Monday, November 04, 2002

Attention Please

Walk into any social or business gathering, and within a short time,
some people will stand out more than others. Of course you've noticed this.
You've noticed how you're drawn to some and not to others. It may be a
party where you're attracted to some woman or man or a single gender
business meeting, where a particularly confident executive draws your
attention. It's a truism to say that some people get more attention than
others. One may be tempted to say they get more than they deserve. If
you're one of those commonly overlooked, this is a particularly painful fact
of life, 'your daily bread', so to speak. If you're not one of those, and
you have no idea what I'm talking about, it's important that you read on.
everyone who has been given much, much will be demanded; and from the one
who has been entrusted with much, much more will be asked,
as Jesus of Nazareth

If you could be transported to Ephesus in the first century, you would notice that this imbalance between the attention haves and have nots
was absent. Why? Let's look at the words of href="">Paul of Tarsus, the first century Christian missionary, and arguably the best missionary that ever was.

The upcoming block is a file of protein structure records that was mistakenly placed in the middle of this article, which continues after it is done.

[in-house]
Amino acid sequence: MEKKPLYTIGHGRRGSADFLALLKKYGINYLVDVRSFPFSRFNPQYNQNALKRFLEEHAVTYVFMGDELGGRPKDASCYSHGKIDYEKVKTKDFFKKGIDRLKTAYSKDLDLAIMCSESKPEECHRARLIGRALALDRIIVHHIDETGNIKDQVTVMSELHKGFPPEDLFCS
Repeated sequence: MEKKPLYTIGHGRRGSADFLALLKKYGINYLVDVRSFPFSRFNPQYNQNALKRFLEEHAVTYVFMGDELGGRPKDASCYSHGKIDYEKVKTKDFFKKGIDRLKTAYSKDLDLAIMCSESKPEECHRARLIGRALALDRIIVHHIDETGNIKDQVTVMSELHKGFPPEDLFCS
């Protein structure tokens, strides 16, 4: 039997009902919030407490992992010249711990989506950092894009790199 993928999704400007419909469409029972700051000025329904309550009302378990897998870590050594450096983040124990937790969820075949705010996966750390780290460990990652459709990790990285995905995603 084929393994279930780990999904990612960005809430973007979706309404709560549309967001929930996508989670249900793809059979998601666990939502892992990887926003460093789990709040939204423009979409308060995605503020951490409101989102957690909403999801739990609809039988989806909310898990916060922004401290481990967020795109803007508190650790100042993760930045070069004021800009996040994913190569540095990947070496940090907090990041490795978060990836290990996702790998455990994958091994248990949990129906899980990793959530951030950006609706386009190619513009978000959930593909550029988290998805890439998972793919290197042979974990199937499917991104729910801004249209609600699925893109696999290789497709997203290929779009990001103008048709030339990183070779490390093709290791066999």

align=left alt="Paul of Tarsus"

"The parts of the Body that seem to be weaker are
indispensable, and the parts of the Body that we think less honorable we
invest with the greater honor, and the unpresentable parts are treated
with greater modesty; which our more presentable parts do not require. But
God has so composed the Body, giving the greater honor to the unpresentable
parts, that there may be no discord in the Body, but that the members may
have the same care for one another. If one member suffers, all suffer
together; if one member is honored, all rejoice together." - Paul of Tarsus
(I Corinthians 12:22-26)

Paul keeps two audiences clearly in view: the 'unseemly,' those who do
not naturally attract attention; and the 'seemly,' those who do attract
attention and do feel cared for, and thus have a religious obligation to
stand in solidarity with their unseemly fellows.

John Skidmore, an excellent Christian orator and a good friend of mine,
has an excellent discussion of this passage which I briefly quote below.
The full text can be found href="">here.

Please carefully look at the language of this. Paul is not commanding;
he is not advising. He was "telling it like it was." For Paul was simply
describing how things work, not from some theory; but rather from the
influence of a shining light - the Church of Ephesus. He wrote I
Corinthians, including href="">Chapter
, not from an ivory tower; but from the warmth of the fire that blazed
in and among the Ephesian brethren. He was writing to the Corinthians from
the living example of a thriving fellowship. Notice the lack of "shoulds",
and the presence of "is".

The Ephesian brethren had this powerful understanding of the role of
status in people's lives (yes, about material things, but I'll bother with
that later...) The more important status is emotional - how people
are respected and valued from each other. They understood that the more
beautiful, handsome, socially skilled, athletic, tall, well-endowed people
naturally attract to themselves honor. There is nothing wrong with